New research by a team of Canadian scientists suggesting deer in Ontario may be able to transmit the virus that causes COVID-19 to humans is “concerning,” says a University of Guelph veterinary internal medicine researcher.
He said the new, unpublished research posted online Friday raises many questions. (The study has not been peer-reviewed and Weese was not involved in it.)
The research is based on a small number of viral samples, “but the story is pretty compelling and concerning,” Weese wrote on his blog, Worms and Germs.
The scientists discovered a cluster of SARS-CoV-2 in wild deer with many new mutations, suggesting the virus has been spreading in deer for much longer than previously thought, Weese said.
Need to continue to study spread of SARS-CoV-2 in animals
The finding that an Ontario man with COVID-19 had a strain of the virus with most of the same mutations in this deer cluster is also of concern, said Weese. It may mean the deer transmitted the virus to the man, though it may have been the other way around.
“This gets us back to the ‘chicken vs egg’ discussion. Did this person get infected from deer, or were they a source of infection for deer?” Weese said.
He added that reduced COVID-19 testing during this winter’s Omicron wave makes it difficult to know whether other humans have also been infected with strains similar to that seen in the deer cluster.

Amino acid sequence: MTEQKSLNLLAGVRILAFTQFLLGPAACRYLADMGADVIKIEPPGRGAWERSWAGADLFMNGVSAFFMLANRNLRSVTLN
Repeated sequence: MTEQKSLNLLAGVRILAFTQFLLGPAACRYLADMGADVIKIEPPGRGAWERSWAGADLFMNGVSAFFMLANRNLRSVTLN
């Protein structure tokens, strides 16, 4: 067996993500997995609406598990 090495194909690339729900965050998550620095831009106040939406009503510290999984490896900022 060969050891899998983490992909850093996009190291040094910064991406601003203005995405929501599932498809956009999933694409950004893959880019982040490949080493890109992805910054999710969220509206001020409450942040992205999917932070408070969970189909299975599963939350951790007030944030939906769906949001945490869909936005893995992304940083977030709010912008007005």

Speaking to CNN Health, Weese said the study may be indication of a “spillback” event in which the virus has changed in an animal population.
“It’s actually a pretty significant study, I think, because we’re seeing potential evolution of the virus in an animal reservoir,” he said.
“…It went somewhere and changed over the course of months to a year, and it looks like most likely that was within an animal.
Weese also noted to CNN that deer are the ideal hosts for SARS-CoV-2: they are highly susceptible to infection, they don’t get very sick and they nest in groups, making it easy for the virus to spread.
The paper raises many more questions, such as whether deer have become a reservoir for COVID-19 and whether the virus is also present and mutating in other wildlife.
“Much of the story here is quite speculative, but it’s why we’ve been talking about the need to study SARS-CoV-2 in animals from the start of the pandemic.
“Those pleas were largely ignored for a long time, so now we’re playing catch-up.”
Weese is a professor in the Department of Pathobiology and the director of the Centre for Public Health and Zoonoses.
He is available for interviews.
Dr. Scott Weese